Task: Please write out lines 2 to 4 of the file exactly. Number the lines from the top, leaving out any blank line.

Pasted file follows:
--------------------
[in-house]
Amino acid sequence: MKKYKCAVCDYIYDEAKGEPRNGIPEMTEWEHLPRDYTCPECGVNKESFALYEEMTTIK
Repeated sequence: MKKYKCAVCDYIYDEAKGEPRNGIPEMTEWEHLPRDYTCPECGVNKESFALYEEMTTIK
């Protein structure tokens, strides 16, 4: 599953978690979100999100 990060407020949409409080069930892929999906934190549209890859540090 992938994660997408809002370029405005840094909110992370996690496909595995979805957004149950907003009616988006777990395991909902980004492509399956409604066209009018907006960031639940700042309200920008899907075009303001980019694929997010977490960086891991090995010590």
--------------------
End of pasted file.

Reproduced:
Amino acid sequence: MKKYKCAVCDYIYDEAKGEPRNGIPEMTEWEHLPRDYTCPECGVNKESFALYEEMTTIK
Repeated sequence: MKKYKCAVCDYIYDEAKGEPRNGIPEMTEWEHLPRDYTCPECGVNKESFALYEEMTTIK
């Protein structure tokens, strides 16, 4: 599953978690979100999100 990060407020949409409080069930892929999906934190549209890859540090 992938994660997408809002370029405005840094909110992370996690496909595995979805957004149950907003009616988006777990395991909902980004492509399956409604066209009018907006960031639940700042309200920008899907075009303001980019694929997010977490960086891991090995010590």